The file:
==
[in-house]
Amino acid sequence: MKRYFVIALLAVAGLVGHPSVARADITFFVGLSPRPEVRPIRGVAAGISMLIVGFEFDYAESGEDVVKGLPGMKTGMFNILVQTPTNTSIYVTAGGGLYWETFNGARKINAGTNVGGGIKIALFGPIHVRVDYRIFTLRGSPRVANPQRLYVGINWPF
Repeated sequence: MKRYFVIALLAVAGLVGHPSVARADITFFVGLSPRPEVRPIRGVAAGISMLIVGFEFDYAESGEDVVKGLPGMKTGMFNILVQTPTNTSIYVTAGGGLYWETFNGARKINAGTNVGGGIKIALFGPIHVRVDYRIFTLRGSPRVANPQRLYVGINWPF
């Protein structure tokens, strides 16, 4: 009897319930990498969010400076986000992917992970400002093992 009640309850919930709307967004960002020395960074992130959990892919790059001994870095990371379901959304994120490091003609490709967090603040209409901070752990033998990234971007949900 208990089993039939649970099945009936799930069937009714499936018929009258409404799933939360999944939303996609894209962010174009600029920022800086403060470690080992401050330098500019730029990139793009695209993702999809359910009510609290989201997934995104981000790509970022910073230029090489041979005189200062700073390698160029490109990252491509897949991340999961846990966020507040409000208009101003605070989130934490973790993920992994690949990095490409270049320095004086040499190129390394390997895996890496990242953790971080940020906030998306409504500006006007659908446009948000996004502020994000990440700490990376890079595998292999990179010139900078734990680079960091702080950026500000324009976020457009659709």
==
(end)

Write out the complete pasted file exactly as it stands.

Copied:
[in-house]
Amino acid sequence: MKRYFVIALLAVAGLVGHPSVARADITFFVGLSPRPEVRPIRGVAAGISMLIVGFEFDYAESGEDVVKGLPGMKTGMFNILVQTPTNTSIYVTAGGGLYWETFNGARKINAGTNVGGGIKIALFGPIHVRVDYRIFTLRGSPRVANPQRLYVGINWPF
Repeated sequence: MKRYFVIALLAVAGLVGHPSVARADITFFVGLSPRPEVRPIRGVAAGISMLIVGFEFDYAESGEDVVKGLPGMKTGMFNILVQTPTNTSIYVTAGGGLYWETFNGARKINAGTNVGGGIKIALFGPIHVRVDYRIFTLRGSPRVANPQRLYVGINWPF
């Protein structure tokens, strides 16, 4: 009897319930990498969010400076986000992917992970400002093992 009640309850919930709307967004960002020395960074992130959990892919790059001994870095990371379901959304994120490091003609490709967090603040209409901070752990033998990234971007949900 208990089993039939649970099945009936799930069937009714499936018929009258409404799933939360999944939303996609894209962010174009600029920022800086403060470690080992401050330098500019730029990139793009695209993702999809359910009510609290989201997934995104981000790509970022910073230029090489041979005189200062700073390698160029490109990252491509897949991340999961846990966020507040409000208009101003605070989130934490973790993920992994690949990095490409270049320095004086040499190129390394390997895996890496990242953790971080940020906030998306409504500006006007659908446009948000996004502020994000990440700490990376890079595998292999990179010139900078734990680079960091702080950026500000324009976020457009659709």